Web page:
Ontario paves the way for internationally trained engineers
With Ontario lifting work experience requirements, international engineers get a green light to fill job vacancies
Ontario Labour Minister Monte McNaughton – THE CANADIAN PRESS/Chris Young
An ambitious move by Ontario is set to become a catalyst for recruiting internationally trained engineers, as the province drops the requirement for Canadian work experience for their licensure. The new policy, touted as a “game changer” by Labour Minister Monte McNaughton, is expected to expedite the filling of approximately 7,000 vacant engineering positions across the region.
Prioritizing skills over location
“This change signifies a pathway for numerous qualified immigrant engineers to pursue their dreams over the coming years,” McNaughton declared during a press conference. It effectively removes a significant impediment for immigrants aspiring to secure well-paying jobs in their field of expertise.
The mandate for Canadian work experience, formerly a prerequisite set by various regulators, had been a notable barrier. The shift has been applauded by the Professional Engineers Ontario (PEO), which has transitioned to a competency-centred model over one reliant on geographic experience.
“Professional Engineers Ontario is the first regulatory association to adopt this change,” McNaughton pointed out, a transition that aligns with Ontario’s legislation introduced in October 2021. This legislation prohibits regulated professions and skilled trades from mandating Canadian experience qualifications.
Wide impact beyond engineering
The legislation has wide-reaching impacts, covering over 30 non-health-care-related professions and trades, including architects, accountants, and electricians.
“The move will serve the public interest, ensuring all licensed professional engineers meet rigorous qualifications and that only properly qualified, competent, and ethical individuals practise engineering,” stated Christopher Chahine, Vice-president of the PEO, at the news conference.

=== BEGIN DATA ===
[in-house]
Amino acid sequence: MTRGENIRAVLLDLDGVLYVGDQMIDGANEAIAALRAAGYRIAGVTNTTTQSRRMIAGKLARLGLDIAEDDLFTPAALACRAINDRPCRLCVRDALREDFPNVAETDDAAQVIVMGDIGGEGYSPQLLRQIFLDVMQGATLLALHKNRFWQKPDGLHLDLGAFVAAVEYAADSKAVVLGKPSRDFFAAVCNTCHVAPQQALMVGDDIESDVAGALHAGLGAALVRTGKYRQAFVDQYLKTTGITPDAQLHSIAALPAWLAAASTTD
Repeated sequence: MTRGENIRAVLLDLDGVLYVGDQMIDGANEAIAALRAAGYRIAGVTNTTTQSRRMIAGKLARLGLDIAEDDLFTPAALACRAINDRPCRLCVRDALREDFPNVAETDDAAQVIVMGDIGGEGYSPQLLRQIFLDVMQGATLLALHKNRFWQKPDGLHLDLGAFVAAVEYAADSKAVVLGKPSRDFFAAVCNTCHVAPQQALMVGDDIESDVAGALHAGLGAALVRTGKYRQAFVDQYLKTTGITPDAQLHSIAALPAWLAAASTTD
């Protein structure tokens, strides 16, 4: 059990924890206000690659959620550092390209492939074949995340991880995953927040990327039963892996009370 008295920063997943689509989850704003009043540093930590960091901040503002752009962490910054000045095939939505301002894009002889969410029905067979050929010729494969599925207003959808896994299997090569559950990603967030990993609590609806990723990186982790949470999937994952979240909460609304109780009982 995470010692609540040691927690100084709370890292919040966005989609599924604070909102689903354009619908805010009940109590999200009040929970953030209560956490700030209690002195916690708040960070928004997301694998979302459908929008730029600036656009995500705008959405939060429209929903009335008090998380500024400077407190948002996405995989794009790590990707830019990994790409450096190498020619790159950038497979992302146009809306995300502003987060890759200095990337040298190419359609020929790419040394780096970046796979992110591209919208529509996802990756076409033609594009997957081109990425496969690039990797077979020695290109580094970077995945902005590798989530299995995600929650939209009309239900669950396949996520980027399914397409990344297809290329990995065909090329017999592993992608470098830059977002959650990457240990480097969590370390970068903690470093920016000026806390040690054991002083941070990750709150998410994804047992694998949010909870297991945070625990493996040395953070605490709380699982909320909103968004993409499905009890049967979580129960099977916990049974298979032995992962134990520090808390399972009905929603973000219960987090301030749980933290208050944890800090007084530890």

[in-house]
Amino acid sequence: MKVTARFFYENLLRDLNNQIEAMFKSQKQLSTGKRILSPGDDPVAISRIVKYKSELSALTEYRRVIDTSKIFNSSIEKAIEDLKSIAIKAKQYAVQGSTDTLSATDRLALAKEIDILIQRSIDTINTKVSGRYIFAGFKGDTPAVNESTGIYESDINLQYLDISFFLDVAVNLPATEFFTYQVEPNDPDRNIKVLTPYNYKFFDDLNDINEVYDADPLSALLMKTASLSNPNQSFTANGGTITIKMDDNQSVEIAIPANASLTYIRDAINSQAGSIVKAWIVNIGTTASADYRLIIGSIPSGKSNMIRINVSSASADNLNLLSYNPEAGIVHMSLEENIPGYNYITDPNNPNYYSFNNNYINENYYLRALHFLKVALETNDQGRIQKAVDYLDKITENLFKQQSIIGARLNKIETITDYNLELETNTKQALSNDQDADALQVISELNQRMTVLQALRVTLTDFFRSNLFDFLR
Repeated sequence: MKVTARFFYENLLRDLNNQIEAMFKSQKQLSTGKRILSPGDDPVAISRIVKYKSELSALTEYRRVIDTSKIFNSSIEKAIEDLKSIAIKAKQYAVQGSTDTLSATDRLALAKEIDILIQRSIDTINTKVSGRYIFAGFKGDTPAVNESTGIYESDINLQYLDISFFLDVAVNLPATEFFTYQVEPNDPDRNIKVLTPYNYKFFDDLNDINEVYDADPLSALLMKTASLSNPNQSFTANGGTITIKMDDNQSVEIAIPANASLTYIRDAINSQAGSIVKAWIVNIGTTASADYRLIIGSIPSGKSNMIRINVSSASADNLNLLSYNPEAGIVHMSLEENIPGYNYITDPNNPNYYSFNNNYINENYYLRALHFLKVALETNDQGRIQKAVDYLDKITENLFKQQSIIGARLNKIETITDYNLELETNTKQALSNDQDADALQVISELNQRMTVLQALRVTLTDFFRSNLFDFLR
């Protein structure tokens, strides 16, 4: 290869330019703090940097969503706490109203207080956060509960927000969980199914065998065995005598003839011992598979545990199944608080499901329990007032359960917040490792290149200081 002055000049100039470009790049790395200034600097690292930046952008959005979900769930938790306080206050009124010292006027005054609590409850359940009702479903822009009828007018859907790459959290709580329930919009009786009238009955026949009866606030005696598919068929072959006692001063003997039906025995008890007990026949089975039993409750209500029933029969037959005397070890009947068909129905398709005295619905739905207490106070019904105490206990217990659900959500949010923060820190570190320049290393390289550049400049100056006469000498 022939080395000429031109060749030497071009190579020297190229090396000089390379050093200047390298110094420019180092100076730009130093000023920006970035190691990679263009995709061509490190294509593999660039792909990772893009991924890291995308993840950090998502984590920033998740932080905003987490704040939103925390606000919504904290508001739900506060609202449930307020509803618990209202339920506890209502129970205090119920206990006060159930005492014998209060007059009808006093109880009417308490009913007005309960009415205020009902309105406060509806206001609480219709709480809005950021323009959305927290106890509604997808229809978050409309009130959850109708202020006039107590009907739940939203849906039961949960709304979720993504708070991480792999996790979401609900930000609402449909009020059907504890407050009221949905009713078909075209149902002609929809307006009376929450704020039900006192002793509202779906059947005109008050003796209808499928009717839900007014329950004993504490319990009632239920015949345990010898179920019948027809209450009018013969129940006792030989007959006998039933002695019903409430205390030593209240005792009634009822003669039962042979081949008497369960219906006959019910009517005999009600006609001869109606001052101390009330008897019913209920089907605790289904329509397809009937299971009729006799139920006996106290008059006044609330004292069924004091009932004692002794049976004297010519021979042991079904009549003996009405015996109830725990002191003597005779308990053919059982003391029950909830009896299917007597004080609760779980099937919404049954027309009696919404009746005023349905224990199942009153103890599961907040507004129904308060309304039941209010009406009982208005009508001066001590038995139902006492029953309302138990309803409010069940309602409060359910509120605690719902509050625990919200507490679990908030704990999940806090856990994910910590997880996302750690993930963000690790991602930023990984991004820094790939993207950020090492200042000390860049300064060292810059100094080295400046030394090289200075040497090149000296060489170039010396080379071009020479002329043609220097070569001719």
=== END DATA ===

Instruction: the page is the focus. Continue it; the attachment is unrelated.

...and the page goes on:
In Ontario, around 300,000 jobs currently remain unfilled, and only a quarter of internationally trained immigrants work in professions they studied. McNaughton said, “It doesn’t take a math major to figure out these numbers don’t add up.”
A welcome move by advocates
Sara Asalya, executive director of Newcomer Women’s Service Toronto, called the change a “huge win” for advocates working for the removal of unfair measures that face internationally trained professionals. “We look forward to seeing other regulatory bodies continue to work to remove these Canadian experience requirements,” Asalya said.
The provincial government shared that in 2019, engineers were the fourth largest regulated profession in Ontario, with 85,649 members, and of those, there were 24,258 internationally trained members registered in the profession.
The labour minister expects regulators in Ontario to proactively drop any existing Canadian experience qualifications before the end of the year. This move marks a major shift in recognizing international qualifications and experience and could signal a new era for internationally trained professionals in Canada.